MK 354 Spring 2010

February 22, 2010


Filed under: blog #4 — csomerville @ 1:06 pm

Everyone knows Subway’s spokesman Jared Fogle. Fogle, once morbidly obese, lost nearly 250 pounds by exercising and eating healthy sandwiches from his favorite restaurant, Subway. While this phenomenal change has undoubtedly improved the quality and length of his life, why is it that this otherwise unknown man’s story became a wildly successful campaign? The answer is his credibility.

In “Made to Stick,” by Dan and Chip Heath, people such as Fogle are called “antiauthorities,” meaning that they aren’t publicly known celebrities or figures. These people add credibility to a message not based on who they are, but on what they have experienced. Fogle motivated people to eat at Subway because of the inspirational personal experience he’d had with the restaurant. People thought that if an average, overweight guy like Fogle could do it, so could they.

Fogle was also a source that people could trust. Unlike a celebrity endorser, Fogle didn’t have a contract with Subway prior to his weight loss, nor did he have intentions of approaching Subway after he’d seen results. Fogle’s story had been picked up by chance, making his experience even more genuine and credible to the audience.


credible: all state insurance

Filed under: blog #4 — Tags: , , — marissagkelley @ 12:54 pm

The fourth chapter of the Heath brothers’ book, Made to Stick, focuses on credibility, and breaks down the elements that make an idea credible. To illustrate some of their core concepts, I will use the All State Insurance campaign.

When consumers go shopping for something like insurance, it is not a purchase they take lightly. People value their lives, loved ones and possessions at a very high degree, and they are not going to be willing to take any risks in protecting them. Therefore, as a company that offers this service, it is imperative that it offers credibility. Much like Safexpress had to prove their credibility to the Bollywood film company, All State must prove its credibility in order to gain significant market share.

In one particular All State advertisement entitled “Tail Lights”, a long line of cars full of teenagers drives along an open road. Music plays and spokesman Dennis Haysbert states “Every year, six thousand teenagers go out for a drive…and never come back. Just talking to them can change that”. The camera zooms in on a young girl’s face through the window as she drives away into the darkness. The ad is promoting All States parent-teen driving contract.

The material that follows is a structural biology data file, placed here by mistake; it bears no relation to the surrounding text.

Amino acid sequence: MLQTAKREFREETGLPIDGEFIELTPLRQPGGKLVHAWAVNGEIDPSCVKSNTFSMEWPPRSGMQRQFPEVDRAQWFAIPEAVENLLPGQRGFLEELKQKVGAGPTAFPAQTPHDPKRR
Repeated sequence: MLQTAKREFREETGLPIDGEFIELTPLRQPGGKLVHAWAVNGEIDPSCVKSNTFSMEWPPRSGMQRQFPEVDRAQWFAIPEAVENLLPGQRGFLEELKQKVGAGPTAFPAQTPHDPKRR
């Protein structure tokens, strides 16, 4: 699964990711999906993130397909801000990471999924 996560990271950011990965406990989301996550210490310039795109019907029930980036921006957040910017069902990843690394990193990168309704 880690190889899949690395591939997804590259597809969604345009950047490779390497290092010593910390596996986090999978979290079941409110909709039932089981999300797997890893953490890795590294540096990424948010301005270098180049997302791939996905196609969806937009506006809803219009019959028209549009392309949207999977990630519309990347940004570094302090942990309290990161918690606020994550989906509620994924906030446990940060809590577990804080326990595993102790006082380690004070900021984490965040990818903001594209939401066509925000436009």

There are two Made to Stick elements at play here. First, the Heath brothers state that using vivid, truthful details can boost internal credibility. In this sixty-second TV spot, there are multiple shots of teens in their cars, laughing with friends or playing with a soccer ball. The attention that is paid to these details makes the teens more familiar, so that when Haysbert releases his statement on the number of annual teen driving deaths, the knowledge hits like a bag of sand. The details make the spot memorable, and relate back to the core idea of the campaign, which is to promote All State insurance. This method also makes the idea of teen driving deaths more concrete.

This is also an example of the human scale principle. The Heath brothers believe that appealing to existing schemas in a consumers mind will generate a human context for the statistic. They state, “humanizing the statistic gives the argument a greater wallop” (145). Watching the line of cars full of teenagers drive away, knowing that they represent six thousand deaths, humanizes a bland statistic on paper. This makes the statistic much more powerful, and boosts All State’s credibility.

Windows 7 Was My Idea

Filed under: blog #4 — cathleendbombard @ 12:44 pm

On Friday, my day off I spend the day doing laundry, homework or cleaning my house. It’s also the day I remember to water my poor plants, which are usually on the verge of dying from dehydration.  However, last Friday I spent the entire morning waiting for Comcast to show up and set up my cable.  Normally, I would be pretty upset waiting for the cable guy. But, the thought of having cable secretly thrilled me. Usually I have to ask my neighbor if I can watch “Greys Anatomy” with her and she talks through the entire show.

To my surprise, my phone rang at noon and Comcast arrived as promised. It took the young man about twenty minutes to set my system up and to his probable dismay, fifteen more to teach me how to turn the darn thing on! At last I was alone with my new cable. I scanned through my two hundred new stations and of course, nothing was on! Before turning off the television to water my neglected plants I saw the perfect ad for “Made to Stick” blog number 4. There it was in the form of a Microsoft Corp. Windows 7 commercial.

The Windows 7’s ad campaign is called, “I’m a PC and Windows 7 Was My Idea.” Each commercial shows real people telling their stories on how their feedback was heard by Microsoft Corp. As a result, they truly believe Windows 7, Microsoft’s new operating system was their idea. Consumers want to believe that a company is going to listen to them. People watching this commercial are able to relate and fee valued- I sure did.

The reading in “Made to Stick,” suggests that the key to a successful ad campaign is creditability. Windows uses its consumers, rater than its President as authority figures to establish trust. Costumers of the product feel like they have access to both the product and the company. This is particularly important with a computer product as most consumers often feel like they have no voice in either product development or how the system works. In this case, Microsoft Corp. lets potential customers know that their voices will be heard.